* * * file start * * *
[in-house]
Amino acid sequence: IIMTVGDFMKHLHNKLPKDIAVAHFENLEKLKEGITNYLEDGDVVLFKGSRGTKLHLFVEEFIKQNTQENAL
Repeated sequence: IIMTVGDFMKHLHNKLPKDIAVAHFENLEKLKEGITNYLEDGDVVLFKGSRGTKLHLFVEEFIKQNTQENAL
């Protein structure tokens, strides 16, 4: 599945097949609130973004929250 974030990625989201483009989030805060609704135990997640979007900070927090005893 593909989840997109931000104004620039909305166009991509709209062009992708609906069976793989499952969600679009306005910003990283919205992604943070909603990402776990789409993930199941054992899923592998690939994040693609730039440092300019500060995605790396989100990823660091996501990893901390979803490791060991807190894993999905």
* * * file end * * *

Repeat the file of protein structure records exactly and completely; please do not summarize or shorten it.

[in-house]
Amino acid sequence: IIMTVGDFMKHLHNKLPKDIAVAHFENLEKLKEGITNYLEDGDVVLFKGSRGTKLHLFVEEFIKQNTQENAL
Repeated sequence: IIMTVGDFMKHLHNKLPKDIAVAHFENLEKLKEGITNYLEDGDVVLFKGSRGTKLHLFVEEFIKQNTQENAL
């Protein structure tokens, strides 16, 4: 599945097949609130973004929250 974030990625989201483009989030805060609704135990997640979007900070927090005893 593909989840997109931000104004620039909305166009991509709209062009992708609906069976793989499952969600679009306005910003990283919205992604943070909603990402776990789409993930199941054992899923592998690939994040693609730039440092300019500060995605790396989100990823660091996501990893901390979803490791060991807190894993999905």